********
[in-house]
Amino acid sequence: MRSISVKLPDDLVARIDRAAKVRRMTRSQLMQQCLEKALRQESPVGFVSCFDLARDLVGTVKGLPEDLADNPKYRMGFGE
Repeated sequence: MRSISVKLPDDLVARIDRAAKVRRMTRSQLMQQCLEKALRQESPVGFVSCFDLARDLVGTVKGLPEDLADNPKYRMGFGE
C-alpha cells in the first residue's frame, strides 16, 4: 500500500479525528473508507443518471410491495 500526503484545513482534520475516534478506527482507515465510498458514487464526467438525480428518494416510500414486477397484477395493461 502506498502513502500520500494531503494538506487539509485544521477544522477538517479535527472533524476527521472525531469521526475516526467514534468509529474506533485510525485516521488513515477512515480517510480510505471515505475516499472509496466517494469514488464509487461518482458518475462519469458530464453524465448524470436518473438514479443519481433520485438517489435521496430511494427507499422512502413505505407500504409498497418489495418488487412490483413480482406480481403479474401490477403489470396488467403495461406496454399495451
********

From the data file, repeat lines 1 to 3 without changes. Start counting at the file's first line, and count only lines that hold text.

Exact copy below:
[in-house]
Amino acid sequence: MRSISVKLPDDLVARIDRAAKVRRMTRSQLMQQCLEKALRQESPVGFVSCFDLARDLVGTVKGLPEDLADNPKYRMGFGE
Repeated sequence: MRSISVKLPDDLVARIDRAAKVRRMTRSQLMQQCLEKALRQESPVGFVSCFDLARDLVGTVKGLPEDLADNPKYRMGFGE